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One Accident Leads to Another July 11, 2013

The goldfish were a beacon of peace.  Bobbing up and down to the trickle of water which flowed from their filter, I often found myself just sitting and staring.  I smiled as they came to the front of the aquarium, their gargantuan eyeballs fixed upon me with what seemed to be compassion and understanding.  At the end of a rough day, this was the place to go: a place that reminded me that there was more to the world than the office.

And that was the thought that started it.  I worked at a desk now, the buyer for a small company.  Amidst frantic deadlines, mis-shipped freight, and product quality issues, I was beginning to feel the weight of the job.  If fish made me so very happy at home, why couldn’t they make me equally happy at work?

The idea was a brilliant one and it wasn’t long before I had secured permission to set up a new aquarium at my desk.  Nothing big, just a gallon and an half: enough to hold a small Betta.  Like my goldfish, his selection was inspired by childhood memories.  Unlike my goldfish, however, I labored under no misconceptions that he would be an “easy” fish to keep.  I started out right with a volume entitled, Betta: Your Happy Healthy Pet by John H. Tullock and shortly thereafter added, The Betta Handbook (Barron’s Pet Handbooks) by Robert J. Goldstein, Ph.D.  Both books contained a wealth of information and I was able to ensure that I had my aquarium set up properly from the start.

My goal was to make the environment at “native” as possible.  This included everything from adding the almond oil, tannin containing ATISON’S BETTA SPA 100ml to an attempt at providing my new fish with a real-life hunting experience through the addition of a few live plants and some newly hatched brine shrimp.  I think that my boss began to rethink his project approval the day I appeared with my San Francisco Bay Brand Shrimpery and set about my farming project, but he tolerated it nonetheless.  Three days later, I had a fresh hatch and, with great delight, dumped the entire clutch (probably a few hundred baby shrimp) into the aquarium.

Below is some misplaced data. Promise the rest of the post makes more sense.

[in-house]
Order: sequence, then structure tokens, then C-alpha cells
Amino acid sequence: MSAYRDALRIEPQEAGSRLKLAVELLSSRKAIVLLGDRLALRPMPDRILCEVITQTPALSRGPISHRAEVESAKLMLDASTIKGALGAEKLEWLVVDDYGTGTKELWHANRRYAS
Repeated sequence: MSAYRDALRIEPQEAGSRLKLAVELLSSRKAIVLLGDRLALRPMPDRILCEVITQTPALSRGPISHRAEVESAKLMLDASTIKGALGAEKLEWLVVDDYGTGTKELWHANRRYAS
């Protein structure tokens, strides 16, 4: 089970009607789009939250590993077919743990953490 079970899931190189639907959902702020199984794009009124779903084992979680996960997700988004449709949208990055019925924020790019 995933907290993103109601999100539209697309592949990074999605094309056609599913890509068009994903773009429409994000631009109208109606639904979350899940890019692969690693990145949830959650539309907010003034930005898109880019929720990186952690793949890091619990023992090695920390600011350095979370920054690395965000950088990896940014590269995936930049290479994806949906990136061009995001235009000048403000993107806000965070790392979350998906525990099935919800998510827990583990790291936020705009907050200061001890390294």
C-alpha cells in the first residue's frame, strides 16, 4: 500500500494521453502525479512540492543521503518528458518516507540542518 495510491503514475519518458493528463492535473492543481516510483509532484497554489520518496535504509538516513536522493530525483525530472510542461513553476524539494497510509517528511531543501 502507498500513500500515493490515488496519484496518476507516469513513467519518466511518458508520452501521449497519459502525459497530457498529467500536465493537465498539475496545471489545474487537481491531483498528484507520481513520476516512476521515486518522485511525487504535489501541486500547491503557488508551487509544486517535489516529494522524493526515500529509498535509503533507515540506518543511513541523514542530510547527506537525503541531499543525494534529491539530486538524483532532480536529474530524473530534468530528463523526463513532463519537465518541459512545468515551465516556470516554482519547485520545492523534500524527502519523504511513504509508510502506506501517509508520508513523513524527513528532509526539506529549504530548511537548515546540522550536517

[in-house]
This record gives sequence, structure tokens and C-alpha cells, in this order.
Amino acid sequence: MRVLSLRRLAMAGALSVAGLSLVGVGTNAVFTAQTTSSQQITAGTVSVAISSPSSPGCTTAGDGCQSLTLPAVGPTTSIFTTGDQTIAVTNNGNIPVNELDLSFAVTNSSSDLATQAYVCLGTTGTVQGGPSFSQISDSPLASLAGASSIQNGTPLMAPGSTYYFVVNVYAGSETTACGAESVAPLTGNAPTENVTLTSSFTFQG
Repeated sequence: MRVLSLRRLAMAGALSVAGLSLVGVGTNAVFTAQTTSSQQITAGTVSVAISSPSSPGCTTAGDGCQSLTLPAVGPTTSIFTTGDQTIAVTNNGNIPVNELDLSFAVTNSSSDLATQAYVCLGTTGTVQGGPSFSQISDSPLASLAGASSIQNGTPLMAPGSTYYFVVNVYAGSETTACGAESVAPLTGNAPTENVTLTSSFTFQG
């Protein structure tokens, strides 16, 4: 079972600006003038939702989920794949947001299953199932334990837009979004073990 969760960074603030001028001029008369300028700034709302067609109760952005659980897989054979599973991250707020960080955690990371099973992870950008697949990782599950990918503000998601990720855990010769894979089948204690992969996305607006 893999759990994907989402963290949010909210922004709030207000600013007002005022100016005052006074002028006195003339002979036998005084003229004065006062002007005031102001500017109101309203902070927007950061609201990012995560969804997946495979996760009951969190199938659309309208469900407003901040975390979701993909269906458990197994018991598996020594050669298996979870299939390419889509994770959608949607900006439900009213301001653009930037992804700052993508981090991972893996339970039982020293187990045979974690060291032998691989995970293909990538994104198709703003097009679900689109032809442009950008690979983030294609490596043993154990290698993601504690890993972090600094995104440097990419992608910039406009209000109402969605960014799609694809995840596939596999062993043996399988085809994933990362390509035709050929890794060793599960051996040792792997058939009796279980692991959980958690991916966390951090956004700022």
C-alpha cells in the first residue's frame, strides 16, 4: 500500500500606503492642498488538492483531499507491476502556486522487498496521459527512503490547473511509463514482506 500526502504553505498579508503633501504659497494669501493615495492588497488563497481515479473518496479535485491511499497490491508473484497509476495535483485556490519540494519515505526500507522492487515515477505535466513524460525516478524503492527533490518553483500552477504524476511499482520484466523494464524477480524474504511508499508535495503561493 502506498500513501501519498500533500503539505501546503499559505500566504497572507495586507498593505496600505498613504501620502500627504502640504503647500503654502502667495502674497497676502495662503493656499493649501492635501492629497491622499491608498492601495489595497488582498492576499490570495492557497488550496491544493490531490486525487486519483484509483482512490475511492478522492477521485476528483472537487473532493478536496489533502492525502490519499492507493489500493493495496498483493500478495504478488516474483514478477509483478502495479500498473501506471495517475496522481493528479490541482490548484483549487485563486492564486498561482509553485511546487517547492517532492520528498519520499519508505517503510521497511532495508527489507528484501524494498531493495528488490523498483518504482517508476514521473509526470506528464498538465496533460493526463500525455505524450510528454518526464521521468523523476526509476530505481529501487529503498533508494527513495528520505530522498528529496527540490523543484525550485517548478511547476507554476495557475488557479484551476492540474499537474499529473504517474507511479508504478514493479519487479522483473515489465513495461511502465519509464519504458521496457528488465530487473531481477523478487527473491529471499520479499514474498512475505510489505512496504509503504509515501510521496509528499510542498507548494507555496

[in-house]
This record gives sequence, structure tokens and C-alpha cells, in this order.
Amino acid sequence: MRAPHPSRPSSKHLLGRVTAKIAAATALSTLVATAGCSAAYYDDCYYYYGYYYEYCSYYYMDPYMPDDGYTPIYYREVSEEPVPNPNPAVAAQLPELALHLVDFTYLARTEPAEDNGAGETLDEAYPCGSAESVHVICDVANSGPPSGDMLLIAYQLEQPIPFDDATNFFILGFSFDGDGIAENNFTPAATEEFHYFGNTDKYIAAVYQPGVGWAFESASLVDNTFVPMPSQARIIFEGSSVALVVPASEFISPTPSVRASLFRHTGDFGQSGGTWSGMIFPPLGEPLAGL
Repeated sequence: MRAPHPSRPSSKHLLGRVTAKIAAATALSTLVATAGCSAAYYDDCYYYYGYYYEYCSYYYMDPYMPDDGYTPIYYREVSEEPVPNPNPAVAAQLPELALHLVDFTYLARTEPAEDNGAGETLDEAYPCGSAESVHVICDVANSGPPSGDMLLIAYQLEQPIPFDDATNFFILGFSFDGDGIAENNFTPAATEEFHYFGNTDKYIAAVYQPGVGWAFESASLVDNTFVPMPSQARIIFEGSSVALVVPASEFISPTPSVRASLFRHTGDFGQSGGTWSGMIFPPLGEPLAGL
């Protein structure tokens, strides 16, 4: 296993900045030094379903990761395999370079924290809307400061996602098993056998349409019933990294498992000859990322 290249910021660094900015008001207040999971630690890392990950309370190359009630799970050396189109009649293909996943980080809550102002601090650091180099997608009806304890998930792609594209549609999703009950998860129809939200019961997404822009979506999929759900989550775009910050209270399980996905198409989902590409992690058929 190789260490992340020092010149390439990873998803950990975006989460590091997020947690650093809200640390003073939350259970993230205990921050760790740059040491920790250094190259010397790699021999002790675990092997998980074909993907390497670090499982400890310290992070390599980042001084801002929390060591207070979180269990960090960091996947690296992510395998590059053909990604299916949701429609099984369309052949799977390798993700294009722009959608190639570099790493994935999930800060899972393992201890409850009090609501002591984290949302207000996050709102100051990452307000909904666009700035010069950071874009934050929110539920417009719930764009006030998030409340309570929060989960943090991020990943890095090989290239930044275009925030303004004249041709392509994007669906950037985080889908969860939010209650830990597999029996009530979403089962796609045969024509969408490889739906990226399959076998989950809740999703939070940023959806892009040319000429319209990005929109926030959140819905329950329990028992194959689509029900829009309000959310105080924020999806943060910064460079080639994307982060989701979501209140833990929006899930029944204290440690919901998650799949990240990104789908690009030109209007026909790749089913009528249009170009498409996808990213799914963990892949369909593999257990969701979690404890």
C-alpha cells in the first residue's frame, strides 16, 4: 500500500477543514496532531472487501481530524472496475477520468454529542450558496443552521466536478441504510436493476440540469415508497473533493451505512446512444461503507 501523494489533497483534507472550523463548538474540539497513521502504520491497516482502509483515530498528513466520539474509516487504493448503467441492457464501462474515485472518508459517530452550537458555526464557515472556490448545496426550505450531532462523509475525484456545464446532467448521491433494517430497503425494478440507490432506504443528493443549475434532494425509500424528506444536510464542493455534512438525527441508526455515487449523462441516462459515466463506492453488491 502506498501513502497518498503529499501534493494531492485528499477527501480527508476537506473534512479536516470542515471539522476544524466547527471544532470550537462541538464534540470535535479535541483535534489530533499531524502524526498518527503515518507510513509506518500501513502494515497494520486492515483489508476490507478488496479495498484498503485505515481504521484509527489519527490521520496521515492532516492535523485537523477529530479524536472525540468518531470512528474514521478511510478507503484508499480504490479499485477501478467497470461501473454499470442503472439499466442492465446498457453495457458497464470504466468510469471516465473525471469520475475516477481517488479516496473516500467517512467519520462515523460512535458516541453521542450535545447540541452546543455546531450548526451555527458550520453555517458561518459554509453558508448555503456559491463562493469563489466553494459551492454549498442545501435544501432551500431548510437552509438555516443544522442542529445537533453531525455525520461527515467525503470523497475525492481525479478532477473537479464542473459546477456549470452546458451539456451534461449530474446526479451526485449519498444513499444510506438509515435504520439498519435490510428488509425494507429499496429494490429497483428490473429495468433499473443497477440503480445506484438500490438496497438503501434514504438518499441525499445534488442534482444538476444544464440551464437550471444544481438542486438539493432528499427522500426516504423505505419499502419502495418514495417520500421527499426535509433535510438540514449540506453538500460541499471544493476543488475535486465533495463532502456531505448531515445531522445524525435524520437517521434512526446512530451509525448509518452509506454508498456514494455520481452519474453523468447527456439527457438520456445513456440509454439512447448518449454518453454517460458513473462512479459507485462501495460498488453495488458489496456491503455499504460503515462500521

With a few plants and plenty of substrate, I figured that it would take Mr. Spock a few days to locate all of his new prey.  Unfortunately, I had underestimated his love for the hunt.  He immediately took to the new live food and I watched at first in excitement and then in horror as he set about consuming every single shrimp in a matter of minutes.  The once bright-eyed blue crown-tail now looked distinctly bloated and, for good reason, I was distinctly worried.  Of course, there isn’t any good way to pump a fish’s stomach (at least not that I’m aware of) and the next morning, I found myself paying a tearful goodbye to the friend who, at least for several weeks, had helped relieve the stress of my job.

Not ready to give up, I immediately went out and purchased a second Betta: Mr. Worf.  This time, it was not the crustaceans who were to seal his fate, but my fellow office workers… including one germ-obsessed nut with a can of Lysol.  With great effort, I explained that chemicals and aquariums didn’t mix.  Then, I explained it again.  And again.  Each time doing my best not to have an asthma attack within the confines of my own, freshly aerosolled office.  (Come to think of it, I might have had better luck had I made my lungs the topic of discussion rather than my fish tank!)  The message fell on deaf ears and, a few weeks later, Mr. Worf found himself buried in a grave not far from Mr. Spock.

Irritation now flooded my heart and soul and with selfish zeal, I packed up all of my tiny aquarium equipment and hauled it home where, unwilling to accept defeat, I set it up one more time.  Within days, a new occupant flitted amongst the plant life.  I did my best to ignore that this completely defeated the purpose of setting up a second aquarium to begin with and, for the next two and an half years, enjoyed the constant presence of “Fishy”.

As I sit here writing this, I find myself gazing at a new little friend.  Baby Sev is now my fifth Betta (most live only two to three years in captivity) and my second attempt at raising a fish “from scratch”.  Still a fry, he may as easily turn out to be a female as a long-finned male: only time will tell.  He’s friendly enough and as I watch him flick his fins at me I am reminded that true failure is found only in a failure to learn from our mistakes and an unwillingness to try… just one more time.


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